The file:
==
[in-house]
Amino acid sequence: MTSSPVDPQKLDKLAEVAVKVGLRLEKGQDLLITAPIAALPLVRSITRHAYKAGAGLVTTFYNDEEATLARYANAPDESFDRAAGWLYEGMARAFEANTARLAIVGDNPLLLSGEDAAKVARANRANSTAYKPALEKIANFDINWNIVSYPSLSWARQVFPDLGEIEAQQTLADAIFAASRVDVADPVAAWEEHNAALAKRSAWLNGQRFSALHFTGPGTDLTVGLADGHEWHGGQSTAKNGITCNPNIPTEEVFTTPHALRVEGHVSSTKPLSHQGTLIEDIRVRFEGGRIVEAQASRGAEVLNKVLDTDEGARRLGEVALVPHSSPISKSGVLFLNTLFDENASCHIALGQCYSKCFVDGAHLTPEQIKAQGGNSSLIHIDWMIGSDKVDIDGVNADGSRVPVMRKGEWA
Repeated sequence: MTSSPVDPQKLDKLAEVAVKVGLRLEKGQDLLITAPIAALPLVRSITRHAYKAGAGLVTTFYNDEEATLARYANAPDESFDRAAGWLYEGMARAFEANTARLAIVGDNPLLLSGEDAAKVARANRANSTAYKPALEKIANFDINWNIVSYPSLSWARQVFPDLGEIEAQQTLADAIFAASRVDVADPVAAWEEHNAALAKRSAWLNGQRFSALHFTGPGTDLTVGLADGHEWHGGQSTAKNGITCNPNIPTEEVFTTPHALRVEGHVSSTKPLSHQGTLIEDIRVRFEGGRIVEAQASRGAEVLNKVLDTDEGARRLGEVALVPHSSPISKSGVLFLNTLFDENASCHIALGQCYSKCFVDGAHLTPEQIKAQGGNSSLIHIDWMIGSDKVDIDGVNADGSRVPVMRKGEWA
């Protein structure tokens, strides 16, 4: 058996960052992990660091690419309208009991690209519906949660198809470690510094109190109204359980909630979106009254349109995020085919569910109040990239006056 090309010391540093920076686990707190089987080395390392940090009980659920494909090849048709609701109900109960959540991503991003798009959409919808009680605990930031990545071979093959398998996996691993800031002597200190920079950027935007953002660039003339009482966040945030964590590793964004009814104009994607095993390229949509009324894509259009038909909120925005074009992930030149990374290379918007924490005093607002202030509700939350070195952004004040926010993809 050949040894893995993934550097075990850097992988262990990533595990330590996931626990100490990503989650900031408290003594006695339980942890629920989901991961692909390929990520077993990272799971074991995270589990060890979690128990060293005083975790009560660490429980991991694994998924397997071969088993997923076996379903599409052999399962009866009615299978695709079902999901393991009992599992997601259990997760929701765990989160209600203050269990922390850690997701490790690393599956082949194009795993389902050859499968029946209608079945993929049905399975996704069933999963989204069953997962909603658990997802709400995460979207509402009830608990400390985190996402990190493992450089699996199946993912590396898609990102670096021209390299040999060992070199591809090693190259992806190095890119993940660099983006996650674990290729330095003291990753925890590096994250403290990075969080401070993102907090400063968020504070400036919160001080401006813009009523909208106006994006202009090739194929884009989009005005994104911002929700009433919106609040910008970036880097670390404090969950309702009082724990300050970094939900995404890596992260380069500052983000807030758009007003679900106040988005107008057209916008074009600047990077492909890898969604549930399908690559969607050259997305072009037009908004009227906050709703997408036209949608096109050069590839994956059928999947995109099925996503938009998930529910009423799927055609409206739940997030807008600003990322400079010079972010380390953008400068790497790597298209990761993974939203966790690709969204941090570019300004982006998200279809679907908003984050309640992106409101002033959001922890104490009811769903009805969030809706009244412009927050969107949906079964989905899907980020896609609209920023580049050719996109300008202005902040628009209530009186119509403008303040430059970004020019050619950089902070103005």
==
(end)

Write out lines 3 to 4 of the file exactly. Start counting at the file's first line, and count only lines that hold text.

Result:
Repeated sequence: MTSSPVDPQKLDKLAEVAVKVGLRLEKGQDLLITAPIAALPLVRSITRHAYKAGAGLVTTFYNDEEATLARYANAPDESFDRAAGWLYEGMARAFEANTARLAIVGDNPLLLSGEDAAKVARANRANSTAYKPALEKIANFDINWNIVSYPSLSWARQVFPDLGEIEAQQTLADAIFAASRVDVADPVAAWEEHNAALAKRSAWLNGQRFSALHFTGPGTDLTVGLADGHEWHGGQSTAKNGITCNPNIPTEEVFTTPHALRVEGHVSSTKPLSHQGTLIEDIRVRFEGGRIVEAQASRGAEVLNKVLDTDEGARRLGEVALVPHSSPISKSGVLFLNTLFDENASCHIALGQCYSKCFVDGAHLTPEQIKAQGGNSSLIHIDWMIGSDKVDIDGVNADGSRVPVMRKGEWA
């Protein structure tokens, strides 16, 4: 058996960052992990660091690419309208009991690209519906949660198809470690510094109190109204359980909630979106009254349109995020085919569910109040990239006056 090309010391540093920076686990707190089987080395390392940090009980659920494909090849048709609701109900109960959540991503991003798009959409919808009680605990930031990545071979093959398998996996691993800031002597200190920079950027935007953002660039003339009482966040945030964590590793964004009814104009994607095993390229949509009324894509259009038909909120925005074009992930030149990374290379918007924490005093607002202030509700939350070195952004004040926010993809 050949040894893995993934550097075990850097992988262990990533595990330590996931626990100490990503989650900031408290003594006695339980942890629920989901991961692909390929990520077993990272799971074991995270589990060890979690128990060293005083975790009560660490429980991991694994998924397997071969088993997923076996379903599409052999399962009866009615299978695709079902999901393991009992599992997601259990997760929701765990989160209600203050269990922390850690997701490790690393599956082949194009795993389902050859499968029946209608079945993929049905399975996704069933999963989204069953997962909603658990997802709400995460979207509402009830608990400390985190996402990190493992450089699996199946993912590396898609990102670096021209390299040999060992070199591809090693190259992806190095890119993940660099983006996650674990290729330095003291990753925890590096994250403290990075969080401070993102907090400063968020504070400036919160001080401006813009009523909208106006994006202009090739194929884009989009005005994104911002929700009433919106609040910008970036880097670390404090969950309702009082724990300050970094939900995404890596992260380069500052983000807030758009007003679900106040988005107008057209916008074009600047990077492909890898969604549930399908690559969607050259997305072009037009908004009227906050709703997408036209949608096109050069590839994956059928999947995109099925996503938009998930529910009423799927055609409206739940997030807008600003990322400079010079972010380390953008400068790497790597298209990761993974939203966790690709969204941090570019300004982006998200279809679907908003984050309640992106409101002033959001922890104490009811769903009805969030809706009244412009927050969107949906079964989905899907980020896609609209920023580049050719996109300008202005902040628009209530009186119509403008303040430059970004020019050619950089902070103005």